Beech Bottom An Opportunity

At first glance, it might seem a deal revealed last week means Christmas came early for the Business Development Corp. of the Northern Panhandle. But this gift comes wrapped in miles of red tape that will have to be cut through before local residents can enjoy the benefits.

After the remnants of Wheeling-Pittsburgh Steel collapsed this year, it appeared for a time the Wheeling Corrugating Plant in Beech Bottom might be kept in operation. Sadly, that was not to be.

A California firm has acquired the physical assets and probably will sell the plant’s equipment. Last week the company transferred about 600 acres of land, along with 480,000 square feet of warehouses, to the local business development corp. The BDC is a non-profit entity established in 1993 to develop the economy in Brooke and Hancock counties.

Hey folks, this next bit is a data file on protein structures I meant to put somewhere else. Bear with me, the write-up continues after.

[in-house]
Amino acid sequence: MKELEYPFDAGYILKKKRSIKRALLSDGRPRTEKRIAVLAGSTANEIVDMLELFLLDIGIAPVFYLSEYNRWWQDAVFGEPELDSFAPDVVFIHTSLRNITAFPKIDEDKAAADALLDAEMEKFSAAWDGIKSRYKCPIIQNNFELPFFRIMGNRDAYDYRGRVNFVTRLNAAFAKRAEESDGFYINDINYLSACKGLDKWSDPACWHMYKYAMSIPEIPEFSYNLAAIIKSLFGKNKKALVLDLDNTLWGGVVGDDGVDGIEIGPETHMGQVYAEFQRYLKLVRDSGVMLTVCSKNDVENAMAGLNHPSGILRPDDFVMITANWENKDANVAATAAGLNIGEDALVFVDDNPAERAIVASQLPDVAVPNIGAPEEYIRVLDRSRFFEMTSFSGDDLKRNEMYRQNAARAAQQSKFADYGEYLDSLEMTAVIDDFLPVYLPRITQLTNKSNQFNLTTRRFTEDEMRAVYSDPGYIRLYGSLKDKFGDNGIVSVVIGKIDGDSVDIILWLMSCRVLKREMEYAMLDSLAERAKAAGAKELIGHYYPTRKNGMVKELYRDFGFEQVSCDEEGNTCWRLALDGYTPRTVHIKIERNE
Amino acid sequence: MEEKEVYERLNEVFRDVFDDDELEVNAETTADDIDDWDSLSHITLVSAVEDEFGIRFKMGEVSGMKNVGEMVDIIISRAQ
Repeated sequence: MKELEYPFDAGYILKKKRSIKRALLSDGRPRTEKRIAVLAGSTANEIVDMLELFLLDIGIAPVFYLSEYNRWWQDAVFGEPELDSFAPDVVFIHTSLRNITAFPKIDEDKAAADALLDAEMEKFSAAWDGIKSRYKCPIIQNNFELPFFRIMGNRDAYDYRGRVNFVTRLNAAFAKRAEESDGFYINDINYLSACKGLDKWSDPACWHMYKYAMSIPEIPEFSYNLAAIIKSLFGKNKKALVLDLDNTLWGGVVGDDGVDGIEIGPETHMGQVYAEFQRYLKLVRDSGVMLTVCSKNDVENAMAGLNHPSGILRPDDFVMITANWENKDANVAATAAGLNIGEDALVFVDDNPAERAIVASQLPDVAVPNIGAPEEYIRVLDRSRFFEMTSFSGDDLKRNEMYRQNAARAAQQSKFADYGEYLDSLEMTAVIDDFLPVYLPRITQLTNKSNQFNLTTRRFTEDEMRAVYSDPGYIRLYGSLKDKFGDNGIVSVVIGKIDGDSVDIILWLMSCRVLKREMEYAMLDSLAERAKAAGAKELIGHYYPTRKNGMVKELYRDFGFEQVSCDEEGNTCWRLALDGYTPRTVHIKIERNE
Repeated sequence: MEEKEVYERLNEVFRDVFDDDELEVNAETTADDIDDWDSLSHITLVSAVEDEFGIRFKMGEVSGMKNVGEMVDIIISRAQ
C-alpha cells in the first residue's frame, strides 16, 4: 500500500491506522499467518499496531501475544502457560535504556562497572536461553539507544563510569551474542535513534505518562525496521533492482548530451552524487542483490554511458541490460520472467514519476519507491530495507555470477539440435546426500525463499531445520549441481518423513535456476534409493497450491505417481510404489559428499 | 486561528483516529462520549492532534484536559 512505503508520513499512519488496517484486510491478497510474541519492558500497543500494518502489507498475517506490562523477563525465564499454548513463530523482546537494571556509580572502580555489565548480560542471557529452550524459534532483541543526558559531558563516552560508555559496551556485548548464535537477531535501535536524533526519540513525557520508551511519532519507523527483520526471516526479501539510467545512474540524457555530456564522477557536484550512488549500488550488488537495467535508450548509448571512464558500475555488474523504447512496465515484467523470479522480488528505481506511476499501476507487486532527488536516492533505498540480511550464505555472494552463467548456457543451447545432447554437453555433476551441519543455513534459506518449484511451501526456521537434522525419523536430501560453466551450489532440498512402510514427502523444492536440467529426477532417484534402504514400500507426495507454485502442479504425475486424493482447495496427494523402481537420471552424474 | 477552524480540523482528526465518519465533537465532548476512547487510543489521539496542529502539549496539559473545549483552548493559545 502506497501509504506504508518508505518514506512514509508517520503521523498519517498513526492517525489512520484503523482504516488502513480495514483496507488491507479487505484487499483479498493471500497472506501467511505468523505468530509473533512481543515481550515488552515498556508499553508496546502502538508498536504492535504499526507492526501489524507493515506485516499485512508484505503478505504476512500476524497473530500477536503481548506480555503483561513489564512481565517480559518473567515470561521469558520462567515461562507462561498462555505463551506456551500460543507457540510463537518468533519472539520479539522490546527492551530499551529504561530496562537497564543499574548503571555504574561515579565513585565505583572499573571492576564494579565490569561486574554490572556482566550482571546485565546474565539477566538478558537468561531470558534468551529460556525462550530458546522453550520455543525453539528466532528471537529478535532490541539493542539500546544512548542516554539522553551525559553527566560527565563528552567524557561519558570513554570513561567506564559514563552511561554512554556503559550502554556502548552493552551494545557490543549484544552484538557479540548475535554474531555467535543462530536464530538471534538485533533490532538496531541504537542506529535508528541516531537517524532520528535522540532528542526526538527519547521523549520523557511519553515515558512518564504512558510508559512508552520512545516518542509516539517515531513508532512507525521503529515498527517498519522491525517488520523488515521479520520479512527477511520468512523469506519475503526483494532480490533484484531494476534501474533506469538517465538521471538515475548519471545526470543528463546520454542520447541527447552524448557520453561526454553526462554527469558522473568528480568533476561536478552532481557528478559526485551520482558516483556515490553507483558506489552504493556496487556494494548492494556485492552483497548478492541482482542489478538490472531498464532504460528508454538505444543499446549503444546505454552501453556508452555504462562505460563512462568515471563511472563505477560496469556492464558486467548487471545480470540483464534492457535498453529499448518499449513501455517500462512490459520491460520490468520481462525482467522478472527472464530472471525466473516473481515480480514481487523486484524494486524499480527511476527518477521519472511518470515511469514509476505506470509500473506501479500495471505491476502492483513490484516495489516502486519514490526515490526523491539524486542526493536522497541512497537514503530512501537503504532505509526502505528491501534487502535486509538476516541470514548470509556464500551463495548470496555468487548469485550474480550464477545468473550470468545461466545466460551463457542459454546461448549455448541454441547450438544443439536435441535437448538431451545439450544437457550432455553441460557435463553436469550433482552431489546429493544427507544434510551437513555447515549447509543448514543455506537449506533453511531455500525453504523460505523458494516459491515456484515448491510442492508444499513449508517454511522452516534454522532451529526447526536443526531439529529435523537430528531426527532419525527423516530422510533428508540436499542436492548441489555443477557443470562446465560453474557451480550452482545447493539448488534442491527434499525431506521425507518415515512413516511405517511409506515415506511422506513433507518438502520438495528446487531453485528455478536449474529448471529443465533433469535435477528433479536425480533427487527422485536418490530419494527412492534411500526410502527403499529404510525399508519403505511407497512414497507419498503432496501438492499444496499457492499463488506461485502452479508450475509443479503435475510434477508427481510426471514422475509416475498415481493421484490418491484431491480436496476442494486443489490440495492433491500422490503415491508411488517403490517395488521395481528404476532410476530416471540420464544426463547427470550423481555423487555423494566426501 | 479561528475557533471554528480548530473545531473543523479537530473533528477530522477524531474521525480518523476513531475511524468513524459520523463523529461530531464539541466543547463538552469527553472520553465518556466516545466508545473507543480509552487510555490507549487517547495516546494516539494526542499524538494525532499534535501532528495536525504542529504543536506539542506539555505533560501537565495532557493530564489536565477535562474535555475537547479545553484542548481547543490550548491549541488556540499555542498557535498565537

Included in the Wheeling Corrugating land is about 150 acres of level property that, located between West Virginia and the Ohio River, ought to be attractive to developers. Add the warehouse space and finding interested tenants or buyers almost sounds too easy.

Not so fast, though. Much of the land was used for industrial purposes for many decades. Beyond any doubt some of the soil is contaminated and will require clean-up before the site can be re-purposed. Both state and federal environmental protection agencies may require the BDC to take expensive remediation action.

If contaminants at the site are dangerous, they should be removed or neutralized. But environmental agencies at all levels should make it their mission to cooperate with the BDC to make the cleanup process as inexpensive and expeditious as possible. Then, other state and federal agencies should work with the local corporation to make the Wheeling Corrugating land and buildings as attractive as practical for economic development.

Loss of nearly all the steel industry jobs that once blessed our valley has been hard on Northern Panhandle and East Ohio residents. But we’re ready and eager to move on – and state and federal officials should work with, not against us when opportunities such as that in Beech Bottom appear.